Two white high school students in Maryland called one of their black classmates a racial slur, the school says.
The incidents happened at Walt Whitman High School in Bethesda. The school’s principal, Alan Goodwin, told News4 that both incidents involved two white students ganging up on a black student and calling him the n-word.
"I want our students to at least feel safe, that they can have civil discourses and feel welcome at our school One incident is unacceptable and we have to do a better job," Goodwin told News4.
In an email sent out to the parent listserv, Goodwin said the students were disciplined according to Montgomery County Public School’s Code of Conduct, and that the school’s resource police officer also got involved following the incidents.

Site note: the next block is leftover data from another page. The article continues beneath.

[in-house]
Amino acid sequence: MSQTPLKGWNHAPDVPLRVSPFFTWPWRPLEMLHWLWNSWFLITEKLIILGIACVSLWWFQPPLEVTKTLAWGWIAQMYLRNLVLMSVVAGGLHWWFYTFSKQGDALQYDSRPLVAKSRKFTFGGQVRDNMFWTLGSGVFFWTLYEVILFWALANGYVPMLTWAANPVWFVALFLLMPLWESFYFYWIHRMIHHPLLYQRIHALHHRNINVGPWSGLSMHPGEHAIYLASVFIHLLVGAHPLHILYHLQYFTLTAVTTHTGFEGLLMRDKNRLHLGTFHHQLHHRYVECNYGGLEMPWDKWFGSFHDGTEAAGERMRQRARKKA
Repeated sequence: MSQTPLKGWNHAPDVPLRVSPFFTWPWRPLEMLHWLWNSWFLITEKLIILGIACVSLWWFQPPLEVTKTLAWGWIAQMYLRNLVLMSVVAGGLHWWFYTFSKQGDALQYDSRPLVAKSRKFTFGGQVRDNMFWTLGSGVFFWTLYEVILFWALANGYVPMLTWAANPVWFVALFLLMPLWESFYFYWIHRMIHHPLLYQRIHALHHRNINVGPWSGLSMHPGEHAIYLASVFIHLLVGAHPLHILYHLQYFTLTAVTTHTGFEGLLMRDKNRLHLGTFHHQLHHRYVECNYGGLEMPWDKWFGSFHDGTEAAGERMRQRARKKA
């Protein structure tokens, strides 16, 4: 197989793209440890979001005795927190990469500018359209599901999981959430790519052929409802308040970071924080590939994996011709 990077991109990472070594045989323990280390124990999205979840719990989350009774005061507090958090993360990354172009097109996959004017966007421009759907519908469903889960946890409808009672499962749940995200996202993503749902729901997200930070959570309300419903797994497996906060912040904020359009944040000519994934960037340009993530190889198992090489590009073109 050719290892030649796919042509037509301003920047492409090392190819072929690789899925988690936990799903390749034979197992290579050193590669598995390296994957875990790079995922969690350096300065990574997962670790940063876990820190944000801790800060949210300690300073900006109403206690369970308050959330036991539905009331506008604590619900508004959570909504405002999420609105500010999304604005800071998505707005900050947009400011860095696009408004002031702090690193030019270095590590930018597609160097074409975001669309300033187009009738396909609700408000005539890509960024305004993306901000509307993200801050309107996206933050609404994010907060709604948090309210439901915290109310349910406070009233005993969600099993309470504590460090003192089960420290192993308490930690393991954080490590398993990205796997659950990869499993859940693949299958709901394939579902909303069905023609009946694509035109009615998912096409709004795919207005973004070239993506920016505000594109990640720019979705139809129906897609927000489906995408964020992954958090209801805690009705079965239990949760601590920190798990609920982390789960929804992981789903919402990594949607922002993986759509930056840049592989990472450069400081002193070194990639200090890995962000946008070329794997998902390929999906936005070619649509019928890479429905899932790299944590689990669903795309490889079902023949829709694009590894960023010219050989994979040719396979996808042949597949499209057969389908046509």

“Derogatory name-calling of any type is unacceptable with strong school consequences for any racist expressions, gender-charged words, and sexual identity references,” Goodwin said in a school wide announcement.
School administrators began visiting all English classes to repeat these expectations after the second incident, Goodwin said.
"I was really disappointed and surprised," said parent Julie Zebrak.
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Zebrak said she made sure to talk about the incidents to her daughters.
"Whitman is not a place that I would ever describe as a school who isn’t open and welcoming to all students The teachable moment is gonna be the fact that there will be more discussions about why it matters, why it’s wrong," she said.
Less than 5 percent of Whitman’s student body is black, according to Montgomery County Public Schools.
The school’s website has a form where students can submit anonymous complaints. Students have also received buttons that say “Vikings against hate” and “Vikings for love.”